A new position statement from the American Academy of Sleep Medicine emphasizes that sleep is a biological necessity, and insufficient sleep and untreated sleep disorders are detrimental for health, well-being, and public safety.
Published online in the Journal of Clinical Sleep Medicine, the statement notes that sleep is vital for health and well-being in children, adolescents, and adults. While awareness of the value of sleep has risen in the last decade, there is a significant need for greater emphasis on sleep health in education, clinical practice, inpatient and long-term care, public health promotion, and the workplace.
“Healthy sleep is as important as proper nutrition and regular exercise for our health and well-being, and sleep is critical for performance and safety,” said AASM President Dr. Kannan Ramar. “It is the position of the AASM that sleep is essential to health, and we are urging educators, health care professionals, government agencies, and employers to prioritize the promotion of healthy sleep.”
The statement was written by the members of the 2020 — 2021 AASM board of directors, comprising 11 sleep medicine physicians and a clinical psychologist. In recognition of sleep’s significant and multi-faceted connections to health and chronic disease, the authors outlined the following positions:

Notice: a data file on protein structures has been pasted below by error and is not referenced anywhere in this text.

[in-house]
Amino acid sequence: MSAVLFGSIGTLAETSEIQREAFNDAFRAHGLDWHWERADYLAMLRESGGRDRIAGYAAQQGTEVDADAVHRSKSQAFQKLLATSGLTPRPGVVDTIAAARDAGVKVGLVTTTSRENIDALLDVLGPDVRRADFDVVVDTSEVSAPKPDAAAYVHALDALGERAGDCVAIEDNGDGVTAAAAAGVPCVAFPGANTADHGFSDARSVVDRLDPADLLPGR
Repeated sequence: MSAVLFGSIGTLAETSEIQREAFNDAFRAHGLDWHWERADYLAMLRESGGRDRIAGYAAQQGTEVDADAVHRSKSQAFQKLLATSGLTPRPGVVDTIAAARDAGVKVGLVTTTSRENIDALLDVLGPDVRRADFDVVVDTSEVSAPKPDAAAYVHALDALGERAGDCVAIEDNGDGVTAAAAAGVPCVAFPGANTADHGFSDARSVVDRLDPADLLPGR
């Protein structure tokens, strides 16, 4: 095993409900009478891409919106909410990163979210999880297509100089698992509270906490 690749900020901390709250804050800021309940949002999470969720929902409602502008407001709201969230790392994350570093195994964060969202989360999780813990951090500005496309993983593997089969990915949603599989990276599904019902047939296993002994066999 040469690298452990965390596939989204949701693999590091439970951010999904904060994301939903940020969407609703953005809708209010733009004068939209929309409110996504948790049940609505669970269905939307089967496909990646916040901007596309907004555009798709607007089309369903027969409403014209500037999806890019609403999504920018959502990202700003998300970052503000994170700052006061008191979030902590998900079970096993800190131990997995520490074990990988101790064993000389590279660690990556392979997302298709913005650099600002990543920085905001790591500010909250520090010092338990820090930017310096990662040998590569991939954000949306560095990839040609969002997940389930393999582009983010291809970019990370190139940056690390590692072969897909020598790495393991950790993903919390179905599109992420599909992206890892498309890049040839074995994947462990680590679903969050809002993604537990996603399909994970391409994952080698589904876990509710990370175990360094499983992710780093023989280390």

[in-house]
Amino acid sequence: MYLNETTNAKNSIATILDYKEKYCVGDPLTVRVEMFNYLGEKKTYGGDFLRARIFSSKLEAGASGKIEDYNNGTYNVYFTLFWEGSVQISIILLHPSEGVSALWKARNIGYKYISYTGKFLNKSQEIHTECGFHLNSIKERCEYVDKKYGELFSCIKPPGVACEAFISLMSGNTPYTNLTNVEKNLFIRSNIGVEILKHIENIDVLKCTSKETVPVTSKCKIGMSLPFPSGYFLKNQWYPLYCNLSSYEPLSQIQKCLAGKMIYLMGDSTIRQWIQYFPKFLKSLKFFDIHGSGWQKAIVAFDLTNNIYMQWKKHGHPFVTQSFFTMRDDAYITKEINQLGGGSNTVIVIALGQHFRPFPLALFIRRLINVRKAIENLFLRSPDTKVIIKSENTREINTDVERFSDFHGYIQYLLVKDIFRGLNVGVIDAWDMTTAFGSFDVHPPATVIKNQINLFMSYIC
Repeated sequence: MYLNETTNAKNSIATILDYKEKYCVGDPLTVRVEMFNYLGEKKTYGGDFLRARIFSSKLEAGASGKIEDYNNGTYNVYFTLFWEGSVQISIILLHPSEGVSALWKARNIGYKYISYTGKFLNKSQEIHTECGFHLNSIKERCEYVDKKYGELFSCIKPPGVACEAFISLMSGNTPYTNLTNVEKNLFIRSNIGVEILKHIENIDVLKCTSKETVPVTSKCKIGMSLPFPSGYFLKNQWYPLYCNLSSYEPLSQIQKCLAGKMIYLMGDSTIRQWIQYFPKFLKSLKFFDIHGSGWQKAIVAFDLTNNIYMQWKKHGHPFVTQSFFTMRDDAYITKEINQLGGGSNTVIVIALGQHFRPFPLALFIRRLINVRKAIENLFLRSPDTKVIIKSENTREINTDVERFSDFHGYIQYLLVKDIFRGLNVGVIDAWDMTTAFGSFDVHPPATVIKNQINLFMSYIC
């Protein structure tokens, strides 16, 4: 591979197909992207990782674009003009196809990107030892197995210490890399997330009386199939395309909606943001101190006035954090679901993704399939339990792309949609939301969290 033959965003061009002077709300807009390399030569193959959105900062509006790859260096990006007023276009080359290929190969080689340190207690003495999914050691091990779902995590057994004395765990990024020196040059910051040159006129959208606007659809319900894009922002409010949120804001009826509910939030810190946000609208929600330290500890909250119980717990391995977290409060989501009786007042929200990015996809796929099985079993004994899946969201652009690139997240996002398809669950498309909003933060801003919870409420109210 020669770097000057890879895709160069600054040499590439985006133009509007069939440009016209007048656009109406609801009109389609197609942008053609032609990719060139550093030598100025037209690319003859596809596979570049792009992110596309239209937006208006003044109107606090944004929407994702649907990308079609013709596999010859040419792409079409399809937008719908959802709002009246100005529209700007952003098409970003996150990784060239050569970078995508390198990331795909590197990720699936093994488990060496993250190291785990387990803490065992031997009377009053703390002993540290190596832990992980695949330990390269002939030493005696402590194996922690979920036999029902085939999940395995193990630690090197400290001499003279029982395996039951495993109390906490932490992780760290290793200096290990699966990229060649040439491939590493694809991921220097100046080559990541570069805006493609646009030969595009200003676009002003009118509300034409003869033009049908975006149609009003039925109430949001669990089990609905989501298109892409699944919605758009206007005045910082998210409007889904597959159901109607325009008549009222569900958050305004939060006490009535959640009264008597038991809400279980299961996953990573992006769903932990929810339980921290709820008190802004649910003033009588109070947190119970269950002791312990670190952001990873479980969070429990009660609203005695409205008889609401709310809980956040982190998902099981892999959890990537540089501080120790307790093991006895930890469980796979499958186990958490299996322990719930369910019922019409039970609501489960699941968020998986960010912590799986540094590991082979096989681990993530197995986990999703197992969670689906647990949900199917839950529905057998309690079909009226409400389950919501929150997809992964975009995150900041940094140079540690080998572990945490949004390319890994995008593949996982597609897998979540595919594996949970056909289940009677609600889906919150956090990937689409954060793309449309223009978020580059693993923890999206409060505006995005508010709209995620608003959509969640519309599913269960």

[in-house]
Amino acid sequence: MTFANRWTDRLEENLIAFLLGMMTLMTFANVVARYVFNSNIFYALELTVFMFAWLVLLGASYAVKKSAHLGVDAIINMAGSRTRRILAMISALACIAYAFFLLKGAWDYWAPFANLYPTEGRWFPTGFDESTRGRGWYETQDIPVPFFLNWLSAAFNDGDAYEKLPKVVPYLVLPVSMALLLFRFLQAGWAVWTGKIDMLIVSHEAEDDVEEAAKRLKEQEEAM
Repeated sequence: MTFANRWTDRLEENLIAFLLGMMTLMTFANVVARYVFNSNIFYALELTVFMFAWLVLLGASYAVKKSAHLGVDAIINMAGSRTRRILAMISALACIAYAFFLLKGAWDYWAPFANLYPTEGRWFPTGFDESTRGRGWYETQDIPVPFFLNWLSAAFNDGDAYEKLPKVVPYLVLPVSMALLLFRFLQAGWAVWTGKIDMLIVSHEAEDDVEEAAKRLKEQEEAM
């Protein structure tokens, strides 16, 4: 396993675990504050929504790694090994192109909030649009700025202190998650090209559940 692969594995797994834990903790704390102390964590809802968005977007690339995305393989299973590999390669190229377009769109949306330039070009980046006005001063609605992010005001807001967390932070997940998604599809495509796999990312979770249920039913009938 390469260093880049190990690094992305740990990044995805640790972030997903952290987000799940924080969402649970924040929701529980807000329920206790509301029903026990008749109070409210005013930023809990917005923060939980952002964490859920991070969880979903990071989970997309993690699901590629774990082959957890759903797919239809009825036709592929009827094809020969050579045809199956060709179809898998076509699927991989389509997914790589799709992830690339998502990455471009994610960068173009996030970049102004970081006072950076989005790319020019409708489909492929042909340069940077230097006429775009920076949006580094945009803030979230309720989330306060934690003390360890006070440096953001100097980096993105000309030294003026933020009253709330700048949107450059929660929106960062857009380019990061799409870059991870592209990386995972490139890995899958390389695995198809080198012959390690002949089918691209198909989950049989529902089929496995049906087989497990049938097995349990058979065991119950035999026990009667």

- – Sleep education should have a prominent place in K-12 and college health education, medical school and graduate medical education, and educational programs for other health professionals.
– Clinicians should routinely inquire about sleep habits and symptoms of sleep and circadian rhythm sleep-wake disorders during patient encounters, and hospitals and long-term care facilities should optimize sleep conditions.
– Healthy sleep should be targeted by public health and workplace interventions to improve health-related outcomes, and behaviors that help people attain healthy sleep should be actively promoted.
– More sleep and circadian research is needed to further elucidate the importance of sleep for public health and the contributions of insufficient sleep to health disparities.
“Education about sleep and sleep disorders is lacking in medical school curricula, graduate medical education, and education programs for other health professionals,” said Ramar. “Better sleep health education will enable our health care workforce to provide more patient-centered care for people who have common sleep disorders such as obstructive sleep apnea and insomnia.”
According to the authors, chronic insufficient sleep and untreated sleep disorders are linked to increased health and safety risks such as cardiovascular disease, diabetes, obesity, workplace accidents, and motor vehicle crashes. Data from surveys conducted by the Centers for Disease Control and Prevention and the Maternal and Child Health Bureau show that 34.1% of children, 74.6% of high school students, and 32.5% of adults in the U.S. fail to get a sufficient duration of sleep on a regular basis. Therefore, helping people get enough sleep is one of the goals of Healthy People 2030, which provides 10-year, measurable public health objectives for the U.S.
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